Biofilm Basics: How it’s Formed

Biofilm. Many of us have heard of it but struggle to accurately define and understand.

Biofilms cost the U.S. billions of dollars every year in energy losses, equipment damage, product contamination and medical infections. Biofilms are considered a public health threat because of their outstanding resistance to antibacterial treatments and disinfection.

Biofilm is a grouping of cells that stick together, embedded in a self-produced matrix of extracellular polymeric substance (EPS) composed of proteins, polysaccharides and other materials. More simply, the biofilm provides a protective home that helps pathogens resist disinfection. Before learning how to effectively remove biofilm, we first must understand how it’s formed.

Extracellular Polymeric Substance (EPS)

The extracellular polymeric substance (EPS) is composed of a complex mixture of proteins, lipids, nucleic acids, and polysaccharides. EPS is a long, sugary molecular strand that not only attaches biofilm to a surface, but also traps nutrients, provides structural support and protects microbes from antimicrobial treatments and disinfectants.

Most biofilms are too thin to see with the naked eye, just a few cell layers thick. There are several different environmental factors that directly impact the thickness of biofilm. Biofilms form more readily in warm, stagnant water. Water flow, or the stress from the flow of water, is an important factor that can slow the growth of biofilm. Additionally, organism type can impact biofilm production. Some organisms produce large amounts of EPS and therefore grow a thicker biofilm.

How biofilm is formed

Biofilm Formation Steps

Biofilm formation commonly occurs in three main stages:

  1. Attachment: Single free-floating bacteria land on surfaces and bacterial cells aggregate and attach to one another. Pathogens know they have the best chance of survival as part of a community, or biofilm. Bacteria excrete a slimy, glue-like substance which allow biofilms to form and cling to nearly any damp surface.
  2. Growth: Cells begin producing EPS and are held together by these strands developing resilient, three-dimensional microcolonies that become irreversibly attached. This complex structure is packed with water channels that facilitate the exchange of nutrients and waste products. Quorum Sensing Biofilms can control their population density through quorum sensing, a complex, cell-to-cell signaling mechanism that prevents biofilm from reaching unsustainable levels. This unified sensing and response allows biofilm to behave like a multicellular organism and allows the bacterial community to adapt. Quorum sensing not only controls population density but can also aid in the spread of beneficial mutations throughout the biofilm colony, enhance access to nutrients, and contribute to antibiotic tolerance and antimicrobial resistance.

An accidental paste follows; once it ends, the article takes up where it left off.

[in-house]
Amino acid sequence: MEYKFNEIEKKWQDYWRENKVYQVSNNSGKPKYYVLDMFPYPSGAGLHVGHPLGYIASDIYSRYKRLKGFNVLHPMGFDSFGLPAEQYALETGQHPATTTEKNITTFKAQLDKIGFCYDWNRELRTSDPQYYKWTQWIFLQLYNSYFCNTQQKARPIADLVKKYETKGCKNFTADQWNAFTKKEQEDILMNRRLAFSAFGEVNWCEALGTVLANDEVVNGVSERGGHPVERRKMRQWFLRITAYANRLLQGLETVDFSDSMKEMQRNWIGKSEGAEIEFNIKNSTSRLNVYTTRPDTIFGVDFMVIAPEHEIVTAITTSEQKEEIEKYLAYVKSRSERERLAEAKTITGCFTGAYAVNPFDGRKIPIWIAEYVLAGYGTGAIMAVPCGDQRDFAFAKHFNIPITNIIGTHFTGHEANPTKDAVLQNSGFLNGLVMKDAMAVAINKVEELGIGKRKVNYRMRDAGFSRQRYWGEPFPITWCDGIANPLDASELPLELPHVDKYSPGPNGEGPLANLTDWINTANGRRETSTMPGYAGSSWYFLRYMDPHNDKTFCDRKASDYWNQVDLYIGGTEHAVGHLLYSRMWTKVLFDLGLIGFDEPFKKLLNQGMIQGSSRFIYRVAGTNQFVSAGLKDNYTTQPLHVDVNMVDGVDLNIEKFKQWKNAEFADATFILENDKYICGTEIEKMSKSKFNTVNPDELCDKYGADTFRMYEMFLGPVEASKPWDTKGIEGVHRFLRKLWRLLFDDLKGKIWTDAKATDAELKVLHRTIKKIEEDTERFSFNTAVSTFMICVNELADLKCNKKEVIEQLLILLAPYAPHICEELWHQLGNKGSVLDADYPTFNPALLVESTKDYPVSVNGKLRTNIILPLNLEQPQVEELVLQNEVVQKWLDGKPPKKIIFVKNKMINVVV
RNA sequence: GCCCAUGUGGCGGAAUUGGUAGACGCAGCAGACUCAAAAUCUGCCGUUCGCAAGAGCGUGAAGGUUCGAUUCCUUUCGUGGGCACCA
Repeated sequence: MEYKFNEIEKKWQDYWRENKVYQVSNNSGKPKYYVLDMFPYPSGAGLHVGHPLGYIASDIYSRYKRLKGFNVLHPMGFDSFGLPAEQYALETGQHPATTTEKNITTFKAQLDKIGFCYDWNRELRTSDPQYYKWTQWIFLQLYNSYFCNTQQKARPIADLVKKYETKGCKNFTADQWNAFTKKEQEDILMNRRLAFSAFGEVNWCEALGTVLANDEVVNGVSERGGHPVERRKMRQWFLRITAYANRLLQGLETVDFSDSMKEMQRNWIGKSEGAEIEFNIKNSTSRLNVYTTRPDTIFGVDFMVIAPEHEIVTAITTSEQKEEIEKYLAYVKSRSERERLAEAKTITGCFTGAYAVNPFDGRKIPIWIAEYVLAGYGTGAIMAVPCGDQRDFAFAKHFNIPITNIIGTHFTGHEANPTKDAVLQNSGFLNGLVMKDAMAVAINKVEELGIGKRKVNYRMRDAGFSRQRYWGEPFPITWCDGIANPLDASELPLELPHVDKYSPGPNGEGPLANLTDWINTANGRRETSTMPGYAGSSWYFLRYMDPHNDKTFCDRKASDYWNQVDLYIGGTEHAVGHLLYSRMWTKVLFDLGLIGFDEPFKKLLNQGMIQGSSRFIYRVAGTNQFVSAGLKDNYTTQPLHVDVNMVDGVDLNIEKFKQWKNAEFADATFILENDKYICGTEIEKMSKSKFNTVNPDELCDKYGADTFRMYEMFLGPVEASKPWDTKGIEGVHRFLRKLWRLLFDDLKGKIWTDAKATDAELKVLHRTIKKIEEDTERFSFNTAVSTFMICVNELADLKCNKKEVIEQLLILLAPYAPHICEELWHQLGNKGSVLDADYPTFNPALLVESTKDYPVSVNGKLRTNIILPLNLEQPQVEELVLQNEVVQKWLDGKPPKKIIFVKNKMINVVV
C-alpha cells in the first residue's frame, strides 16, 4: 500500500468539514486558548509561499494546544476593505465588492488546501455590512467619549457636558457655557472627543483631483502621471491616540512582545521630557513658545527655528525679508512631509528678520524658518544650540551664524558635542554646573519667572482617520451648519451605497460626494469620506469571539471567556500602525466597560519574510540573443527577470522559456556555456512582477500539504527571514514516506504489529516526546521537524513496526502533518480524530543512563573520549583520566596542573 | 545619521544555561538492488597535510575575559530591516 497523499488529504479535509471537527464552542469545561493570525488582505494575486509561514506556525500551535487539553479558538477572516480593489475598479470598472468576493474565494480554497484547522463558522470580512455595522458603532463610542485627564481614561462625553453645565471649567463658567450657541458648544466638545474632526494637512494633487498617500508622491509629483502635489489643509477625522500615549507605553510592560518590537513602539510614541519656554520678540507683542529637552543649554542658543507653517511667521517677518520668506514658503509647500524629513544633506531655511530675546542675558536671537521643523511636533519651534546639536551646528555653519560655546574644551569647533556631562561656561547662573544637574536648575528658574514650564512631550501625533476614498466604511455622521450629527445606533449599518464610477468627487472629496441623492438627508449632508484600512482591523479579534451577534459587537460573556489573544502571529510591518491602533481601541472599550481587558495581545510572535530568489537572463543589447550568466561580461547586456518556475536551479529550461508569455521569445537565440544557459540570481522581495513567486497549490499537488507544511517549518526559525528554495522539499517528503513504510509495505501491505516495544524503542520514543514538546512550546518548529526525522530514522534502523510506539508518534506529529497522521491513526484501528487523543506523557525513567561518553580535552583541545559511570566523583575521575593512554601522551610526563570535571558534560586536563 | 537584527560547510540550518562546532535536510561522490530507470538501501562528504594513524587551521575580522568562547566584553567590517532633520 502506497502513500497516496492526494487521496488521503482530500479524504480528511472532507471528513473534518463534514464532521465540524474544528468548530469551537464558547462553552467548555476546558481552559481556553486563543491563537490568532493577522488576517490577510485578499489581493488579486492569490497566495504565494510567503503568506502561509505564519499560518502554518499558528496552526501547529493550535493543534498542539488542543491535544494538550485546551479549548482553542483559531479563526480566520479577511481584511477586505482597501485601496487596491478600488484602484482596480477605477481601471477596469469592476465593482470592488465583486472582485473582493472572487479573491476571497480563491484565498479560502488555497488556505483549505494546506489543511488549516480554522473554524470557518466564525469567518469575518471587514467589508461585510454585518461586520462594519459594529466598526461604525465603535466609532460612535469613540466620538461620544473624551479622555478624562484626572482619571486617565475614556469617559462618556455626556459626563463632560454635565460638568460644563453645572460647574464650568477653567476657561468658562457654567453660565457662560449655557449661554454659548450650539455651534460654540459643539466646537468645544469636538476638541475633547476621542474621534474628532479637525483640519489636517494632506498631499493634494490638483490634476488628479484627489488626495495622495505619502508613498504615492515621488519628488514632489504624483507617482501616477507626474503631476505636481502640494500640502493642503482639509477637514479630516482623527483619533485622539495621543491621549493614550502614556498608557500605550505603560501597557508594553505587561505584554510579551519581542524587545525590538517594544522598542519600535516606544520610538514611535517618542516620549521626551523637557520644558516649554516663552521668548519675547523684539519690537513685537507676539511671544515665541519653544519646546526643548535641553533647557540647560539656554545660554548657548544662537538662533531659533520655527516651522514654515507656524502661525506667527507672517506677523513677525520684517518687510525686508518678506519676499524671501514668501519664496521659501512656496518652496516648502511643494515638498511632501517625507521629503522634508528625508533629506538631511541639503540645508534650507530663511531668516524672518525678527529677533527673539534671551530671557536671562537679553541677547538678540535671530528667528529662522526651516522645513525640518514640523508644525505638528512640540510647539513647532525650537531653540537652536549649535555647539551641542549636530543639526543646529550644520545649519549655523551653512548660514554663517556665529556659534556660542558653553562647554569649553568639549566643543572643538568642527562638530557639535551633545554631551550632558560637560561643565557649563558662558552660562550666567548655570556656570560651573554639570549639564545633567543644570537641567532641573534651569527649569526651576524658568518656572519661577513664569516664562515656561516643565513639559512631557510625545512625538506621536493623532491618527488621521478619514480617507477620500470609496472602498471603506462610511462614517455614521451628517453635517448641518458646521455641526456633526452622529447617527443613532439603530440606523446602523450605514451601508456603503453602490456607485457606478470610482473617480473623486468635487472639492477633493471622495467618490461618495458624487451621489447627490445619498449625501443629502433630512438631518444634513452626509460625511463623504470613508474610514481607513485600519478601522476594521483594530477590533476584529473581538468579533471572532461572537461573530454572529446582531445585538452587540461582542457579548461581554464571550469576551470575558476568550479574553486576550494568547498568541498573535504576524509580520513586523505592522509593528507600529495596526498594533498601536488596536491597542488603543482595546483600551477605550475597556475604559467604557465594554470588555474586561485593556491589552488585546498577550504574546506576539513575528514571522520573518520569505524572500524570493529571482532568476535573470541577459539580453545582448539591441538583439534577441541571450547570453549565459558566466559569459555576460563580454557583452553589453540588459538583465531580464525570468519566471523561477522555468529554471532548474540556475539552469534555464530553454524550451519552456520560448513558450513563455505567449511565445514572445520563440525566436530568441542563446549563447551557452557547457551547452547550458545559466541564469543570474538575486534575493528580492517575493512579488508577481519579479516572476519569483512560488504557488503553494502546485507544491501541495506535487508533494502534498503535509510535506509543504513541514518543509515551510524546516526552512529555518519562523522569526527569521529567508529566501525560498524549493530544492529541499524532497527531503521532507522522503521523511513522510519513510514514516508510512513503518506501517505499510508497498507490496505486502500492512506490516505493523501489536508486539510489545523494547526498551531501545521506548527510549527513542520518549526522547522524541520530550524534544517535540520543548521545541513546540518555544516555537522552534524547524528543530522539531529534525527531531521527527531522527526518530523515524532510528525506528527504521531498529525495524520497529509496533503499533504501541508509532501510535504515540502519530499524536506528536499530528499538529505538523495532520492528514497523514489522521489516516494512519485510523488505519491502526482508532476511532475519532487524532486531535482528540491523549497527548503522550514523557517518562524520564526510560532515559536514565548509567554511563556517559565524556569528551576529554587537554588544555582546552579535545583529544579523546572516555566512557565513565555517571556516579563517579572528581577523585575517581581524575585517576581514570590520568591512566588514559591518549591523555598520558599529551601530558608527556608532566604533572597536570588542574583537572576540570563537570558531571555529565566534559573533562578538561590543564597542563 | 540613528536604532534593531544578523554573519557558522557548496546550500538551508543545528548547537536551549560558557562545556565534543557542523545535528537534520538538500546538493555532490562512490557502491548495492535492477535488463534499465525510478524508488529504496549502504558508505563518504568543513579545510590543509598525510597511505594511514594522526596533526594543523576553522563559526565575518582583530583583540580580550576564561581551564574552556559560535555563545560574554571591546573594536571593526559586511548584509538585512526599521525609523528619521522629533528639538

3. Detachment/Dispersal: Biofilm spreads by detaching small or large clumps of cells, or by a type of “seeding dispersal” that releases individual cells allowing the bacteria to attach to a surface or biofilm downstream. Think of the release of seeds from a dandelion, this is a similar process of encouraging species growth.

Biofilm Resistance

The EPS acts as the first line of defense against factors such as lack of water, high or low pH, or the presence of antibiotics or antimicrobials. Research has shown that bacteria in biofilm are often 1,000 times more tolerant to antimicrobial treatment than their planktonic (free floating) counterparts due to different mechanisms. Biofilm protects pathogens from disinfection and allows organisms injured by environmental stress and disinfectants to recover and grow, which can lead to improved resistance to antimicrobials and antibiotics over time as ‘stronger’ organisms continue to survive. It is imperative to completely remove biofilm to avoid continued resistance.

Protection against biofilm

The best way to protect against biofilm is prevent its formation. Simply killing free-swimming and surface level biofilm-related microorganisms, without removing the biofilm structure from a surface, can result in rapid recolonization of organisms from inside the remaining biofilm matrix. Conventional disinfectants have limited effectiveness against biofilm without extensive manual removal like scrubbing, making it imperative to choose a disinfectant that’s label specifically states it is proven to both remove biofilm and kill bacteria.

Sterilex’s patented PerQuat technology was the first chemistry to receive EPA-registered anti-biofilm claims for industrial and public health use sites, including animal drinking lines. It has the unique ability to collapse the protective matrix, penetrate the biofilm, kill pathogenic microorganisms, dissolve the biofilm structure, and chemically scrub the structure from a surface.^ Dissolving the biofilm structure and fully removing it from a surface is a proactive approach in preventing the repopulation of biofilm matrix and microbial contamination.

Clean, uncontaminated water directly impacts flock health and performance. Sterilex Ultra Disinfectant Cleaner Solution 1 and Sterilex Ultra Activator Solution provides efficacy against slime forming bacteria in poultry waterlines and kills and inactivates organisms and viruses such as Salmonella, E.coli, Avian Influenza and other poultry and swine pathogens.

^Biofilm removal claim is not approved in California. Biofilm removal claim for non-public health uses only.

About Megan Macy

* The content provided on this webpage is provided for informational purposes only and does not supersede the product label requirements. Approved label claims may vary depending on geography, use site, organism, or other factors. Always refer to the product label for complete directions for use.
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